As displayed in the film, Janet appears to be controlled by an older gentleman named Bill Wilkins. Reports claim Wilkins was a man in his 70s who had died in the home. The Daily Mail said a tape of Wilkins speaking through Janet includes him saying, “Just before I died, I went blind, and then I had a hemorrhage and I fell asleep and I died in the chair in the corner downstairs.” Bill’s son, Terry Wilkins, later confirmed this is how his father died.
Grosse was also able to get recordings of conversations with the spirit speaking on tape. In one video, he asks the poltergeist to knock twice to confirm if it's male and used to live in the family’s home, which it does. The spirit goes on to confirm he died “more than 50 years ago” inside the house. The spirit also says he's not unhappy, does not have a special message to share and simply enjoys torturing the family. When asked to leave, he refuses. In another video the poltergeist can be heard saying “Maurice” when asked to do by Grosse.
During a BBC interview, a spirit named Stuart can be hearing speaking through Janet, saying hello and trying to tell a knock-knock joke. When Janet comes back through, she says Stuart uses her to “annoy” her family. Similar to what is shared in “The Conjuring 2” trailer above, Janet said the voices feel like they come from the back of her neck, like someone is speaking behind her and not within her. Janet has also previously said that Grosse once filled her mouth her water and tapped it shut and the voices still came through.
Grosse spoke out in defense of the girls, who many speculated may be excellent ventriloquists. “To keep up this particular type of voice for any length of time without damage to the vocal cords is absolutely impossible,” he said. “There must be some hoarseness attached to it. But don’t forget these children don’t do this for a couple of minutes or so, they do it for lengths of periods up to three hours and without any hoarseness or sore throats whatsoever.”
Paranormal investigators Ed and Lorraine Warren, who are the focus of the film, were able to get recordings of the voices as well. One of their tapes includes unintelligible babble and is included on a featurette for “The Conjuring 2,” which is posted below. Lorraine shares in the feature that she felt she “needed to help” the family.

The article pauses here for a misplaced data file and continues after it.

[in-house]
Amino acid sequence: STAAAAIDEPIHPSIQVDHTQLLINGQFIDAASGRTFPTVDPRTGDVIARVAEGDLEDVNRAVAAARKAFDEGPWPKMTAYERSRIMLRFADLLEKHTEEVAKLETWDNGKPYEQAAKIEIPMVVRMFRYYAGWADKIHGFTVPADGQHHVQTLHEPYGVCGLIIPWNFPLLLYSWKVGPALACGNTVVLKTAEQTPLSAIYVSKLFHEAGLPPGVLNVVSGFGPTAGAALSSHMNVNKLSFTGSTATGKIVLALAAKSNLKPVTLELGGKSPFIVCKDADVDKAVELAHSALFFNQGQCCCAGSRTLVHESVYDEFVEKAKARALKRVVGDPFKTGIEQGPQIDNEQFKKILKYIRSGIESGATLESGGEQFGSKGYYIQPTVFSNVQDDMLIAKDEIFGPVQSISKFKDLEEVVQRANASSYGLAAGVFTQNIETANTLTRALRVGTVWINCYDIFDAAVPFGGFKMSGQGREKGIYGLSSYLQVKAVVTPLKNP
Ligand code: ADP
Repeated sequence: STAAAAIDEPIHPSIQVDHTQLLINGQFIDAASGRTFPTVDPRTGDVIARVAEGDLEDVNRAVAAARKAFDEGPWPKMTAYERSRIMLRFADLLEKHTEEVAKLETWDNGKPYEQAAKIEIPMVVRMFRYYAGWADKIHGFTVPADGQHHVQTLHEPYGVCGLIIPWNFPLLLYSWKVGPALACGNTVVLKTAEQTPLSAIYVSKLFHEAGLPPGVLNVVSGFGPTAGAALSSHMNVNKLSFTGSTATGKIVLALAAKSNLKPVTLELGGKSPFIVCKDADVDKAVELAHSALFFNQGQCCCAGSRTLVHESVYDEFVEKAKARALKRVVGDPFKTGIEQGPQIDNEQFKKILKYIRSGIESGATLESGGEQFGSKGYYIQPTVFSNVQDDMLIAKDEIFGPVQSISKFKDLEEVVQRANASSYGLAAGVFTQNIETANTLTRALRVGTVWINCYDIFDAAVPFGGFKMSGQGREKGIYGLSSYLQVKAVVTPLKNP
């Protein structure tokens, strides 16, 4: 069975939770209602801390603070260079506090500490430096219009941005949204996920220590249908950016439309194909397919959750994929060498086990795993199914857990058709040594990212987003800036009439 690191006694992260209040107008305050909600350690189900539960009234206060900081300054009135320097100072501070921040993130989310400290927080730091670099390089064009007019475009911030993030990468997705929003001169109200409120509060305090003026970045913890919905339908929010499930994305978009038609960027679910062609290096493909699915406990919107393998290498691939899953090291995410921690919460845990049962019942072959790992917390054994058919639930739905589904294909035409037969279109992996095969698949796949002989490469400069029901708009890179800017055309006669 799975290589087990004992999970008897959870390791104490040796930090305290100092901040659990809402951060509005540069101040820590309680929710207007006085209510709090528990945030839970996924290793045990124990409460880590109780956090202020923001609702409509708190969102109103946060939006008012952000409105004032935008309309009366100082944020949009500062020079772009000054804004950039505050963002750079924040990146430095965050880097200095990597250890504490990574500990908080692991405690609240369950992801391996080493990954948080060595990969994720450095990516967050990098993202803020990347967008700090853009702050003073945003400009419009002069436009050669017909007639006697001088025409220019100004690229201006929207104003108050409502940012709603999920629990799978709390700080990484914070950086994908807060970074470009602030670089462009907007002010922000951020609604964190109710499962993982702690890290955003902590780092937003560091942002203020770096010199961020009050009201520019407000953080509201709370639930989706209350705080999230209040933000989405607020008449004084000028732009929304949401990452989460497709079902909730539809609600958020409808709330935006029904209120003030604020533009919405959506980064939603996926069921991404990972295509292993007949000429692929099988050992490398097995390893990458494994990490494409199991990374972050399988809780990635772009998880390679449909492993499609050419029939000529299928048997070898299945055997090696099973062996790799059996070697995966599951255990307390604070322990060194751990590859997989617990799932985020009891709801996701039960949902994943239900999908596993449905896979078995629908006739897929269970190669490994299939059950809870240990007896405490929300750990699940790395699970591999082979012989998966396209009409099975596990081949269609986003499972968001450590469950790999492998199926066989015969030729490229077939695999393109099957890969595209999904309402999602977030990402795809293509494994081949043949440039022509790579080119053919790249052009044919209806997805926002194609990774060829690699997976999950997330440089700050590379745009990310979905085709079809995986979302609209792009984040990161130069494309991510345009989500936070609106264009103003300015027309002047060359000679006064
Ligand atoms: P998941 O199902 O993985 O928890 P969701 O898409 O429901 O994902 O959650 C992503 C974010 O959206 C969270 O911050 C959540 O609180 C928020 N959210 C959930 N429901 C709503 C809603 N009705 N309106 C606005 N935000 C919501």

“I was used and abused,” a now-grown Janet says in the promo of the haunting as she hugs Lorraine. “Incidents that happened were quite life-threatening for me … I think if I had to go through it again, it’d kill me.”
Famous photos from the haunting, captured by photographer Graham Morris, show Janet being seemingly flung across her bedroom by an invisible force. During her ITV sitdown, Janet recalled being touched by a pair of cold hands and then feeling a force pull her out of her bed that night. She said the images were captured as a camera was set up in her bedroom to record continuously. In a 2011 interview with Radio 5, Morris said it was clear the poltergeist was drawn to Janet. “You had to see it to believe it,” he said.
THE ENFIELD POLTERGEIST, The Amazing Story Of 11 Year Old Janet Hodgson, Who Was Possessed in 1977, London England, pic.twitter.com/tJcsC7j5HF
— SMITHERS JONES (@johnnyslither) February 12, 2015
“It did really happen”
A more recent documentary, led by Grosse, shows him returning to the Hodgson’s home 20 years after the fact. Margaret and Penny both appear on camera, but Janet does not. Margaret recalls when journalists would visit the home, saying she could feel their fear and is upset by those who believe her siblings were making it all up. When Penny is asked to address the naysayers, she says: “If you haven’t experienced you’re going to say that. But it did really happen.”